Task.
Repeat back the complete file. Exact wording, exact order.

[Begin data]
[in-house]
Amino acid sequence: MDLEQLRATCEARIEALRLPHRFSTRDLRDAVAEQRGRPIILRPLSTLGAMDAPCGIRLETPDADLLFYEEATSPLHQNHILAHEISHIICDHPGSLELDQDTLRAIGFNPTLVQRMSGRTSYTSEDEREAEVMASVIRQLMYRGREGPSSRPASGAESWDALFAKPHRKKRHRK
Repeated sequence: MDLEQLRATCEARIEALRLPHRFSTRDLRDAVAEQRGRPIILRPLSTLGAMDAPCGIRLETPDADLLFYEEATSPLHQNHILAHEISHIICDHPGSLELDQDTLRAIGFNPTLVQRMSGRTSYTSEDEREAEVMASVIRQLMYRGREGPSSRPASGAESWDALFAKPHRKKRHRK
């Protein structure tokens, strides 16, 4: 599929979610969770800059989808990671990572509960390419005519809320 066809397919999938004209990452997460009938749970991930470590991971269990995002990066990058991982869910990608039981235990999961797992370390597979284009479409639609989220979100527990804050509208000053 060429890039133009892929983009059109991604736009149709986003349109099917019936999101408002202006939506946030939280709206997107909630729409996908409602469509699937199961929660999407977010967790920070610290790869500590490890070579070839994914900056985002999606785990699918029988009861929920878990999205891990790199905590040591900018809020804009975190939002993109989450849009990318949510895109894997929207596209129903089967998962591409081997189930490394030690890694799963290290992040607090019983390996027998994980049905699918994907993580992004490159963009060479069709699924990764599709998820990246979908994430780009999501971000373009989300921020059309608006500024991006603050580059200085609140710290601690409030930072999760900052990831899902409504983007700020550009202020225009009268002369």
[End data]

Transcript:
[in-house]
Amino acid sequence: MDLEQLRATCEARIEALRLPHRFSTRDLRDAVAEQRGRPIILRPLSTLGAMDAPCGIRLETPDADLLFYEEATSPLHQNHILAHEISHIICDHPGSLELDQDTLRAIGFNPTLVQRMSGRTSYTSEDEREAEVMASVIRQLMYRGREGPSSRPASGAESWDALFAKPHRKKRHRK
Repeated sequence: MDLEQLRATCEARIEALRLPHRFSTRDLRDAVAEQRGRPIILRPLSTLGAMDAPCGIRLETPDADLLFYEEATSPLHQNHILAHEISHIICDHPGSLELDQDTLRAIGFNPTLVQRMSGRTSYTSEDEREAEVMASVIRQLMYRGREGPSSRPASGAESWDALFAKPHRKKRHRK
């Protein structure tokens, strides 16, 4: 599929979610969770800059989808990671990572509960390419005519809320 066809397919999938004209990452997460009938749970991930470590991971269990995002990066990058991982869910990608039981235990999961797992370390597979284009479409639609989220979100527990804050509208000053 060429890039133009892929983009059109991604736009149709986003349109099917019936999101408002202006939506946030939280709206997107909630729409996908409602469509699937199961929660999407977010967790920070610290790869500590490890070579070839994914900056985002999606785990699918029988009861929920878990999205891990790199905590040591900018809020804009975190939002993109989450849009990318949510895109894997929207596209129903089967998962591409081997189930490394030690890694799963290290992040607090019983390996027998994980049905699918994907993580992004490159963009060479069709699924990764599709998820990246979908994430780009999501971000373009989300921020059309608006500024991006603050580059200085609140710290601690409030930072999760900052990831899902409504983007700020550009202020225009009268002369």